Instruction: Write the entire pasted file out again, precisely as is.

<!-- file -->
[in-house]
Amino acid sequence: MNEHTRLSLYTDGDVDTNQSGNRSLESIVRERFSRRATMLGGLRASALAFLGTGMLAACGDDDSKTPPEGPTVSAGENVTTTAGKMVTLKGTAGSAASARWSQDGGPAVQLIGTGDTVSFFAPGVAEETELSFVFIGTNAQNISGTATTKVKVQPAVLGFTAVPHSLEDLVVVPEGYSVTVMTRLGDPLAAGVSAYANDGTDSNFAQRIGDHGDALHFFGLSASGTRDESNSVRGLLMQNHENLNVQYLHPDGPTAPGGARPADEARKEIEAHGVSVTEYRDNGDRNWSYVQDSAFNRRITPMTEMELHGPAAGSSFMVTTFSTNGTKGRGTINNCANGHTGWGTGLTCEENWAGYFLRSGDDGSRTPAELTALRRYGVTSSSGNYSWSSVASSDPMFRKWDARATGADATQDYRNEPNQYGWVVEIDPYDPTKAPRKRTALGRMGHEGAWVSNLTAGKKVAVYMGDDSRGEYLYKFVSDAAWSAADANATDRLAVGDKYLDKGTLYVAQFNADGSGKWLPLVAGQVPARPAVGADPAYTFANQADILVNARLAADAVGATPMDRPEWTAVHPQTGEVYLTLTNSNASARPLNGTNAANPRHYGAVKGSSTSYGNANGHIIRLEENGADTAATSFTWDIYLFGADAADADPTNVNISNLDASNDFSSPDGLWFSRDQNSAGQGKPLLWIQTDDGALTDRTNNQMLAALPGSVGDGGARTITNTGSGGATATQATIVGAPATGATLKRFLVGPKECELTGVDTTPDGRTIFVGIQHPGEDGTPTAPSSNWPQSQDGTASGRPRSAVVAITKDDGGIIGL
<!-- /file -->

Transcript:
[in-house]
Amino acid sequence: MNEHTRLSLYTDGDVDTNQSGNRSLESIVRERFSRRATMLGGLRASALAFLGTGMLAACGDDDSKTPPEGPTVSAGENVTTTAGKMVTLKGTAGSAASARWSQDGGPAVQLIGTGDTVSFFAPGVAEETELSFVFIGTNAQNISGTATTKVKVQPAVLGFTAVPHSLEDLVVVPEGYSVTVMTRLGDPLAAGVSAYANDGTDSNFAQRIGDHGDALHFFGLSASGTRDESNSVRGLLMQNHENLNVQYLHPDGPTAPGGARPADEARKEIEAHGVSVTEYRDNGDRNWSYVQDSAFNRRITPMTEMELHGPAAGSSFMVTTFSTNGTKGRGTINNCANGHTGWGTGLTCEENWAGYFLRSGDDGSRTPAELTALRRYGVTSSSGNYSWSSVASSDPMFRKWDARATGADATQDYRNEPNQYGWVVEIDPYDPTKAPRKRTALGRMGHEGAWVSNLTAGKKVAVYMGDDSRGEYLYKFVSDAAWSAADANATDRLAVGDKYLDKGTLYVAQFNADGSGKWLPLVAGQVPARPAVGADPAYTFANQADILVNARLAADAVGATPMDRPEWTAVHPQTGEVYLTLTNSNASARPLNGTNAANPRHYGAVKGSSTSYGNANGHIIRLEENGADTAATSFTWDIYLFGADAADADPTNVNISNLDASNDFSSPDGLWFSRDQNSAGQGKPLLWIQTDDGALTDRTNNQMLAALPGSVGDGGARTITNTGSGGATATQATIVGAPATGATLKRFLVGPKECELTGVDTTPDGRTIFVGIQHPGEDGTPTAPSSNWPQSQDGTASGRPRSAVVAITKDDGGIIGL